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CASTLE MALTING NEWS in partnership with www.e-malt.com Chinese
04 August, 2020



Brewing news USA, MN: South x Southeast Minnesota Brewing Co already brewing in Pine Island

Ann Fahy-Gust and Tessa Leung, co-owners of South x Southeast Minnesota Brewing Co., a new brewery in Pine Island, began the process of making beer this week, PostBulletin.com reported on August 3.

The pair have moved the brewing operation from the old Grand Rounds restaurant on Broadway in Rochester to the new space in Pine Island. And while much of the equipment and several of the beer recipes will be the same as ones made popular at the Rochester brew pub, the new space in Pine Island comes with its own challenges.

"Brewing in a new place, we've had a little glitch now and then," Fahy-Gust said. "We're using well water. We use propane instead of natural gas."

All these little differences affect the beer, she said, so as they begin their brewing, they — along with brewers Jason Pahl and Aaron Espy — are mindful of little things that might impact the flavor of their brews.

None of that, of course, is stopping them from opening their brewery and providing tasty beverages to the public.

Once beer is ready to be sold, they'll have a "soft open," where, Leung said, they'll take online and phone orders for growlers and crowlers of beer and literally sell them "out the back door." They'll also test the point-of-sale system and let people find the location on the west side of Highway 52.

That, Fahy-Gust said Thursday, will be about three weeks down the road — somewhere between Aug. 15 and Aug. 20 — as the process from putting grain and water in a mash tun, a giant stainless-steel barrel where the sugars are extracted from the grain to beer flowing from a keg, takes about two or three weeks, depending on the recipe.

Fahy-Gust said they're working with a craft-soda maker in the Twin Cities who will provide kegs of soft drinks for those who don't drink alcohol. There will be games available and, of course, plenty of comfortable seating for everyone.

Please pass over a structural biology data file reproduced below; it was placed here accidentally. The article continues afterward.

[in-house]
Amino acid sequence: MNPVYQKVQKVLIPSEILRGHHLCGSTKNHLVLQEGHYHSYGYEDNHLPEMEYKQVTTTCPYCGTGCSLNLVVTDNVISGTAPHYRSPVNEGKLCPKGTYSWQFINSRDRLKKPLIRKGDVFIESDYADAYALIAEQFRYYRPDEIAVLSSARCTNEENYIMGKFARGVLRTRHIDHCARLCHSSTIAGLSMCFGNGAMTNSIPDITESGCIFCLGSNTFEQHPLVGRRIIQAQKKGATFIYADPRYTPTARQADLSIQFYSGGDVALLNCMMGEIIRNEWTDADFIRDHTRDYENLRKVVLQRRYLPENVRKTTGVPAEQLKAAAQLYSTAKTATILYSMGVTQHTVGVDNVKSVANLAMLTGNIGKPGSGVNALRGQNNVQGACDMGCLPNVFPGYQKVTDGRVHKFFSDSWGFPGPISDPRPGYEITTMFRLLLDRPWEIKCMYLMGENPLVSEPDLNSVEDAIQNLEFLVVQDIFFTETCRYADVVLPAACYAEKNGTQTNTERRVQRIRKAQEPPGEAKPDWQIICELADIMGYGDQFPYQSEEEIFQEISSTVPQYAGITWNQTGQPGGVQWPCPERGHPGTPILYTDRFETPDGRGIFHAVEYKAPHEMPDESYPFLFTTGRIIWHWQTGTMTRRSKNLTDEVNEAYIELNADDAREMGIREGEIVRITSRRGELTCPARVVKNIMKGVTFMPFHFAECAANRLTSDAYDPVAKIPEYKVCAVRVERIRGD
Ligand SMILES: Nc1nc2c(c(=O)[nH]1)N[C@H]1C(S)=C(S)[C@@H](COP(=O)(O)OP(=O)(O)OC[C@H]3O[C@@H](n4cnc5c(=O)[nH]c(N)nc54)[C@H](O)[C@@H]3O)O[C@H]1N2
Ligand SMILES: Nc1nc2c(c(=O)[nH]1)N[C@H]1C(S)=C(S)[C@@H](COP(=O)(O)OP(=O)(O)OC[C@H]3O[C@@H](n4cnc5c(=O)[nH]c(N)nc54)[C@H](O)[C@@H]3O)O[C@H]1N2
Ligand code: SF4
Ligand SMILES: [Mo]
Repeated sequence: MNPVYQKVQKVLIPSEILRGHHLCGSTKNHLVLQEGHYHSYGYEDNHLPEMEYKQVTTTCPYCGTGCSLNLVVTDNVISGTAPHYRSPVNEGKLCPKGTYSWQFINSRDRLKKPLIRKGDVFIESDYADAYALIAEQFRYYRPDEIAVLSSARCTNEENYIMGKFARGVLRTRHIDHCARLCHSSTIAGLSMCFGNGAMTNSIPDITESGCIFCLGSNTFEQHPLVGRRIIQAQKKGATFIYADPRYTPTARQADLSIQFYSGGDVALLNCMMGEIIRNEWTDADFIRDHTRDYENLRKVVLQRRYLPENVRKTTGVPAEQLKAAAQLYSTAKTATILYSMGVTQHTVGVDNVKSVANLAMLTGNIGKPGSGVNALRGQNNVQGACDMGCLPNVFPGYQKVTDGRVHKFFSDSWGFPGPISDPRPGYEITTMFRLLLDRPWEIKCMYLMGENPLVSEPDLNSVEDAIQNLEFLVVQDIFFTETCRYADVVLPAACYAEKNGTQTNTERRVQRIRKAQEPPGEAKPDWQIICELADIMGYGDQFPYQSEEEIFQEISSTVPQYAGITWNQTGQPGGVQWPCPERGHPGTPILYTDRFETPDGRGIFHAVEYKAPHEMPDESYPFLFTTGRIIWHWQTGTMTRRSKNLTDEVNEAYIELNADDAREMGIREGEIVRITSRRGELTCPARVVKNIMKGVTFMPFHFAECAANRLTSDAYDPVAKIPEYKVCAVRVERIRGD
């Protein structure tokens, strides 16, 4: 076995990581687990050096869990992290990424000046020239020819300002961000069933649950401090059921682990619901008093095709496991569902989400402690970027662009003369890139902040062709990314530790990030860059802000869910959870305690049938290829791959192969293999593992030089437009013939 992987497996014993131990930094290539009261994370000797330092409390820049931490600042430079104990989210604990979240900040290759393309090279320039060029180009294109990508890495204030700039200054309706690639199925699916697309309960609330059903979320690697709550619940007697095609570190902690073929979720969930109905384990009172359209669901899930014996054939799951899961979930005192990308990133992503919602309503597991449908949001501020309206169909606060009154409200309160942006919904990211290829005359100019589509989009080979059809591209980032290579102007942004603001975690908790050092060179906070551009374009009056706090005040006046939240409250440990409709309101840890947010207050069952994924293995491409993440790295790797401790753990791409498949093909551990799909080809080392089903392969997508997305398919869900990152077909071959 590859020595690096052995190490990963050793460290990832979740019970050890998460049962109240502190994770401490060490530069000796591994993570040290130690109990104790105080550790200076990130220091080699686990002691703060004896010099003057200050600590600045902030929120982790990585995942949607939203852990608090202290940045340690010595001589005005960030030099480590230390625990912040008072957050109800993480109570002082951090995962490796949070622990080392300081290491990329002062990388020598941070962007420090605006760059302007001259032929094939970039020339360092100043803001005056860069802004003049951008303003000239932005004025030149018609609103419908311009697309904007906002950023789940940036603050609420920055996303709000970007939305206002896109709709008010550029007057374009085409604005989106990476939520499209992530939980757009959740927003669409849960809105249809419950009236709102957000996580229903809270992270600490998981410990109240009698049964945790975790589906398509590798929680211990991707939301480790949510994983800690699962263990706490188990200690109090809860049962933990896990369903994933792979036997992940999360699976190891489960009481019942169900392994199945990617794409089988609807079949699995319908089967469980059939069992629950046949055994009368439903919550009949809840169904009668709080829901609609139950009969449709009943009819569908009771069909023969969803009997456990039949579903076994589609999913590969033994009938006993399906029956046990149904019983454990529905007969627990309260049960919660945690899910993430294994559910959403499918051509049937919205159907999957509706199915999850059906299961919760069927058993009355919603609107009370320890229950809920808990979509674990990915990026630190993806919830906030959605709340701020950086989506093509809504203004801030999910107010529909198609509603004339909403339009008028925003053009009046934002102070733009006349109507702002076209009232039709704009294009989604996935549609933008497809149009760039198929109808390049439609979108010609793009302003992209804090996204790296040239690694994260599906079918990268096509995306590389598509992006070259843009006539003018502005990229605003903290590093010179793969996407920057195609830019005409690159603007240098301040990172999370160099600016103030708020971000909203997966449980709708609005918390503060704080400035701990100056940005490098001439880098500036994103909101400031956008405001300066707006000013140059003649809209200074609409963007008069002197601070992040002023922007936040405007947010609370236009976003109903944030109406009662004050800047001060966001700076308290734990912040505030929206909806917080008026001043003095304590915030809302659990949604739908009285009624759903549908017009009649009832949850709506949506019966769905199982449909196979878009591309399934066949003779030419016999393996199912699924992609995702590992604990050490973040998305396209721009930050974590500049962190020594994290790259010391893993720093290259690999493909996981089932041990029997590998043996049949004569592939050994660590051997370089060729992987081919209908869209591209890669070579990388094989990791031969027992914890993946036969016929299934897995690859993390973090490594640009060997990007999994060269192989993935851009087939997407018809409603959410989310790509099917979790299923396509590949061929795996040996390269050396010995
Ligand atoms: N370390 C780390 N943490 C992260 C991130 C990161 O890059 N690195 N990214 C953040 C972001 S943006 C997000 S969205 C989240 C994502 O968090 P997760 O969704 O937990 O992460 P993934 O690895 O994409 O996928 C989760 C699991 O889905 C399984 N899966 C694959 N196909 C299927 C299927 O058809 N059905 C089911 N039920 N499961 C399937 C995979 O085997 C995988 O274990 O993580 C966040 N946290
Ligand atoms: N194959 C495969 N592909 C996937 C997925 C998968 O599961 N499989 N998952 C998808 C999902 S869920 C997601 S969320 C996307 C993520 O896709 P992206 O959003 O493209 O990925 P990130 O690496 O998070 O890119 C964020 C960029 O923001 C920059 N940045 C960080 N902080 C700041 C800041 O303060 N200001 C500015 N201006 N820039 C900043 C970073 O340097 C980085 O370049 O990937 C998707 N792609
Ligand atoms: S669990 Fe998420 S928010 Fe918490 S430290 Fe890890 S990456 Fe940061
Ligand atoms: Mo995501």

"We want a comfortable atmosphere," Leung said.

Selling to guests at the brewery is just one part of the equation. Fahy-Gust said they plan to sell kegs to bars and restaurants in a 100-mile radius from their home base.

"Take, for example, Plainview. They don't really get a chance to have new craft beers. What they get is if they're on the trail for a Schott's distributor, they get that," she said.

"And they're not getting anything that's hyper-local," Leung added.

Bringing a more regional brewery to Southeast Minnesota, Fahy-Gust said, has been a challenge. When the Pine Island City Council approved TIF funding for the brewery back in January, the partners expected to open up around Memorial Day. Then COVID-19 happened, and getting permits, particularly a plumbing permit needed for construction, from the state became an additional hurdle that added nearly three months to the process.

The pandemic has also thrown a wrench into their distribution plans, with "roughly 60% of restaurants" closing, Fahy-Gust said. While she expects the restaurant market to slowly rebound, that will impact the phase two part of their business, where they plan to build a second brewing and beer-canning operation on site to sell to grocery and liquor stores.

"We'll see how it plays out November, December time, and we can make a decision early 2021 about when we want to start building for this," Fahy-Gust said.

In the meantime, Leung said people should watch the company's website, sxsebrewingmn.com, and sign up for their newsletter to know when they can start ordering their beers online and when the taproom will finally open.

"The inside, where people sit, will feel very much like home, and that's a big deal to me," said Leung, who described everything from the bathrooms to the marbleized concrete floor and the elk head over the fireplace.

But comfort will be more about seating and design, she said. It'll include making people feel like craft beer is accessible to everyone.

"You should never feel stupid because you don't know craft beer," she said. "Craft beer shouldn't be just for the people who get craft beer. It should be for everybody."





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